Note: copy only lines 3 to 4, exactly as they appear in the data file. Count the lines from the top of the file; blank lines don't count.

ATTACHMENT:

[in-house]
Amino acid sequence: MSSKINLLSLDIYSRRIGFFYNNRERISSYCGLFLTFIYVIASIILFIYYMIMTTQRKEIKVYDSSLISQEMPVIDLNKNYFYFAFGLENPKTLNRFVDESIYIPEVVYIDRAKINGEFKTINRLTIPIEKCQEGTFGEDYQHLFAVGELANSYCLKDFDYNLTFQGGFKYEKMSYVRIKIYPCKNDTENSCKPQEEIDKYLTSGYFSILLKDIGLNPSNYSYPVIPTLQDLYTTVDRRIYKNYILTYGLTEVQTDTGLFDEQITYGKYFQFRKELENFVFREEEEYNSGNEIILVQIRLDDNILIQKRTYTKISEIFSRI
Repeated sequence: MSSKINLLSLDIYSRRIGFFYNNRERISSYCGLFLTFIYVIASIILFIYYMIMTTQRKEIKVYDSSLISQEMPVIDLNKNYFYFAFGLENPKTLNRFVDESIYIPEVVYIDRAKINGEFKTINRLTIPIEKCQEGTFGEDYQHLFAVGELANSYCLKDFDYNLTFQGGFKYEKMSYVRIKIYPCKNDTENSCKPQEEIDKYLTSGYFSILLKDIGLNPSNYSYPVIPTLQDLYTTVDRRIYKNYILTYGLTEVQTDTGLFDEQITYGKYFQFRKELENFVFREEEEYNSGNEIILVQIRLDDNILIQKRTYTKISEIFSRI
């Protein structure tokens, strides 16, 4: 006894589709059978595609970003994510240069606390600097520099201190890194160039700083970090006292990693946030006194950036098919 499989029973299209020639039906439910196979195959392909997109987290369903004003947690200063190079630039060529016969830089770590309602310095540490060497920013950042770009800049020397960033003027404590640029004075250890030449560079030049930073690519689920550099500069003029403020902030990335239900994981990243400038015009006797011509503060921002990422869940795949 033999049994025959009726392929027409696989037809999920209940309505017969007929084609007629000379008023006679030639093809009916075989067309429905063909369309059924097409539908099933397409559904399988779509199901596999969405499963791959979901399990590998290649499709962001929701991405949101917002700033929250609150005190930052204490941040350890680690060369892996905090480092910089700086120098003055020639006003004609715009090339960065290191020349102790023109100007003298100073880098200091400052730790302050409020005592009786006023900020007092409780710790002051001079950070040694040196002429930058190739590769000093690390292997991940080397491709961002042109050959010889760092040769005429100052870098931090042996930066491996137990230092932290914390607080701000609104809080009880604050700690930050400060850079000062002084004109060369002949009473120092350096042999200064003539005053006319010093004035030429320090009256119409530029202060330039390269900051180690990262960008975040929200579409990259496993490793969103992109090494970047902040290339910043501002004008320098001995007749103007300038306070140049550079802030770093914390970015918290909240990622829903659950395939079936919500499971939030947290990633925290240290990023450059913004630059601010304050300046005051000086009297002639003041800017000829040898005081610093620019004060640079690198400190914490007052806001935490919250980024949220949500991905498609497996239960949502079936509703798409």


Repeated sequence: MSSKINLLSLDIYSRRIGFFYNNRERISSYCGLFLTFIYVIASIILFIYYMIMTTQRKEIKVYDSSLISQEMPVIDLNKNYFYFAFGLENPKTLNRFVDESIYIPEVVYIDRAKINGEFKTINRLTIPIEKCQEGTFGEDYQHLFAVGELANSYCLKDFDYNLTFQGGFKYEKMSYVRIKIYPCKNDTENSCKPQEEIDKYLTSGYFSILLKDIGLNPSNYSYPVIPTLQDLYTTVDRRIYKNYILTYGLTEVQTDTGLFDEQITYGKYFQFRKELENFVFREEEEYNSGNEIILVQIRLDDNILIQKRTYTKISEIFSRI
């Protein structure tokens, strides 16, 4: 006894589709059978595609970003994510240069606390600097520099201190890194160039700083970090006292990693946030006194950036098919 499989029973299209020639039906439910196979195959392909997109987290369903004003947690200063190079630039060529016969830089770590309602310095540490060497920013950042770009800049020397960033003027404590640029004075250890030449560079030049930073690519689920550099500069003029403020902030990335239900994981990243400038015009006797011509503060921002990422869940795949 033999049994025959009726392929027409696989037809999920209940309505017969007929084609007629000379008023006679030639093809009916075989067309429905063909369309059924097409539908099933397409559904399988779509199901596999969405499963791959979901399990590998290649499709962001929701991405949101917002700033929250609150005190930052204490941040350890680690060369892996905090480092910089700086120098003055020639006003004609715009090339960065290191020349102790023109100007003298100073880098200091400052730790302050409020005592009786006023900020007092409780710790002051001079950070040694040196002429930058190739590769000093690390292997991940080397491709961002042109050959010889760092040769005429100052870098931090042996930066491996137990230092932290914390607080701000609104809080009880604050700690930050400060850079000062002084004109060369002949009473120092350096042999200064003539005053006319010093004035030429320090009256119409530029202060330039390269900051180690990262960008975040929200579409990259496993490793969103992109090494970047902040290339910043501002004008320098001995007749103007300038306070140049550079802030770093914390970015918290909240990622829903659950395939079936919500499971939030947290990633925290240290990023450059913004630059601010304050300046005051000086009297002639003041800017000829040898005081610093620019004060640079690198400190914490007052806001935490919250980024949220949500991905498609497996239960949502079936509703798409």